A new KFF analysis finds that a relatively small share of drugs, mainly those without generic or biosimilar competitors, accounted for a disproportionate share of prescription drug spending in Medicare in 2019. This finding suggests that recent proposals that focus on prices for a limited number of high-cost drugs could achieve significant savings.
The 250 top-selling drugs in Medicare Part D with one manufacturer and no generic or biosimilar competition – or roughly 7 percent of the more than 3,500 Part D covered drugs — accounted for 60 percent of the net total Part D spending of $145 billion in 2019, the analysis finds. Part D is Medicare’s voluntary benefit that covers retail prescription drugs for 46 million enrollees in 2020.
Similarly in Medicare Part B, the top 50 covered drugs – or 8.5 percent of all Part B covered drugs — accounted for 80 percent of total Part B drug spending of $37 billion in 2019. Medicare Part B pays for prescription drugs administered by physicians and other providers in outpatient settings for conditions such as cancer and rheumatoid arthritis.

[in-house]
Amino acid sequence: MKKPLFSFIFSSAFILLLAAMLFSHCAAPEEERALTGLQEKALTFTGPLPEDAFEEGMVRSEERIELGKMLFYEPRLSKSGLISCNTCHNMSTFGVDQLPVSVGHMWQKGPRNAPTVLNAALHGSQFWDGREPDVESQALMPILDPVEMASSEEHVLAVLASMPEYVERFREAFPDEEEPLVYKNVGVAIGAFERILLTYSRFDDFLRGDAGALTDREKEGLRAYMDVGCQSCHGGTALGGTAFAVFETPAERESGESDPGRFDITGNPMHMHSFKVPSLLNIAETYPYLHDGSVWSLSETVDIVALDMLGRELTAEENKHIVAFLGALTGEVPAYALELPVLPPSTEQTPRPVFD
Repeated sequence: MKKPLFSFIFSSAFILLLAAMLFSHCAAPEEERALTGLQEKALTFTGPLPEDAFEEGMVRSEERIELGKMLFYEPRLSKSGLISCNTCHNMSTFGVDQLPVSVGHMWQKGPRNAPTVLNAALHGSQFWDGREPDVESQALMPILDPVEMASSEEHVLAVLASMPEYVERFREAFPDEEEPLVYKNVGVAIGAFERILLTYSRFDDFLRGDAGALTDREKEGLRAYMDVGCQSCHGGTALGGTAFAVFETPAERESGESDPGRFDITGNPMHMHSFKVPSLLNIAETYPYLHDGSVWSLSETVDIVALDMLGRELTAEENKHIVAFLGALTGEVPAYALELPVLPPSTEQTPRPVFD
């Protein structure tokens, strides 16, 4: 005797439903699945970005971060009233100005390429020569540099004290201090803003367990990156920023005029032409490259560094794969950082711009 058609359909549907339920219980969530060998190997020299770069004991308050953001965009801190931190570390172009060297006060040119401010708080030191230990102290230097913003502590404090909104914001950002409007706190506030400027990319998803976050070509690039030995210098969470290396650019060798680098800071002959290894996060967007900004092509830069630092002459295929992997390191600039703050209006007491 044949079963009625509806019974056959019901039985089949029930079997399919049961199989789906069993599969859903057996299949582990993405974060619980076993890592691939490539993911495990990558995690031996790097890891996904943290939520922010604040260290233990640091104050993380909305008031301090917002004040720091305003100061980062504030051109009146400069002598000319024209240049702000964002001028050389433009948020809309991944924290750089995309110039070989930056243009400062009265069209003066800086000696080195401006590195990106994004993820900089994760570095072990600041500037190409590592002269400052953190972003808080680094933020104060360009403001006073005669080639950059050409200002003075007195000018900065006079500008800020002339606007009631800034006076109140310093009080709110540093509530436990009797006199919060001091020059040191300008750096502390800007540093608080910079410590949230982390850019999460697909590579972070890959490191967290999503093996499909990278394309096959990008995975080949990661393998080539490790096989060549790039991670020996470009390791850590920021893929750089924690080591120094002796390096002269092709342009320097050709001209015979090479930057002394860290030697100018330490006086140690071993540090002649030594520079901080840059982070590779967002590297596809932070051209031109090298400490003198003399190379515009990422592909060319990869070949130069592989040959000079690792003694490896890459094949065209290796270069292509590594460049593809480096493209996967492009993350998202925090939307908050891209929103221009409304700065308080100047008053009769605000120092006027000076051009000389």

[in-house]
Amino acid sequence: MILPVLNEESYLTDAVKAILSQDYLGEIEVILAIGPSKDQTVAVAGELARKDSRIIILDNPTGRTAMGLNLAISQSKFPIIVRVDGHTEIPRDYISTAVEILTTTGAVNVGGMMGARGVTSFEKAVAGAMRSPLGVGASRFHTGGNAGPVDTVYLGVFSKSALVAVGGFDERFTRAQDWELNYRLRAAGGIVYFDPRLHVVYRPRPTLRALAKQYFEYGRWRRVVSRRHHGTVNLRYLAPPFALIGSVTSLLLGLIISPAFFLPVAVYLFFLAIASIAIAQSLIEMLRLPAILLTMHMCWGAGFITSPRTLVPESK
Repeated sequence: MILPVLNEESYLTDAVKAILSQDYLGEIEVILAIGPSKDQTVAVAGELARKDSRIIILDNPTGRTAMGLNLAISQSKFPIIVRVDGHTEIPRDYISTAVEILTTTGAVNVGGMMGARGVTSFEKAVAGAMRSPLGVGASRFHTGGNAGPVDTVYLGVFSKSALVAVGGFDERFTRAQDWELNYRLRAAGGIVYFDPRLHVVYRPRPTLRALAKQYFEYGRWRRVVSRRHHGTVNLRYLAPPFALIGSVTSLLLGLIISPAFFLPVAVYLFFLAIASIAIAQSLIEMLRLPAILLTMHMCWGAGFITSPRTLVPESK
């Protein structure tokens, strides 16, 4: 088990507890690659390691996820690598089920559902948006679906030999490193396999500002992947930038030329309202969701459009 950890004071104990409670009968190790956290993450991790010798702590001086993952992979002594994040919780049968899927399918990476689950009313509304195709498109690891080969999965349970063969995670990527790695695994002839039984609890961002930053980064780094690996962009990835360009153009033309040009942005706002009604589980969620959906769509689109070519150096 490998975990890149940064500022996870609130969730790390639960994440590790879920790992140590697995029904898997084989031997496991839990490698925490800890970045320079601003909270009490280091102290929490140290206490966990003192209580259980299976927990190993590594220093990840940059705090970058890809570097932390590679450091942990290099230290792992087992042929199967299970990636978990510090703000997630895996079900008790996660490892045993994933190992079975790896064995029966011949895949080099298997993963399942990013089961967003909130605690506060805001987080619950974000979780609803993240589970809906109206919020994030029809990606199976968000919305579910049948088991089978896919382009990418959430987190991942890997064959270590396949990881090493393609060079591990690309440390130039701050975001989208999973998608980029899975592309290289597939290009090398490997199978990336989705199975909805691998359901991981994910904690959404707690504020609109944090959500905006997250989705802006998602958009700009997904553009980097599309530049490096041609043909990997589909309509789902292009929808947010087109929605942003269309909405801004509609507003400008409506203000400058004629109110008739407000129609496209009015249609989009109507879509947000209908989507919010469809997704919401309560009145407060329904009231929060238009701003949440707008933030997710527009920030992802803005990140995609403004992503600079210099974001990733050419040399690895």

The findings inform ongoing policy debates about policies to rein in prescription drug prices, such as proposals to allow the government to negotiate drug prices (Part D) or peg payments to international prices (Part B), if such changes were applied to a limited number of drugs. Focusing drug price negotiation or reference pricing on a subset of high-priced drugs could leave some savings on the table, but might also be a more efficient use of administrative resources.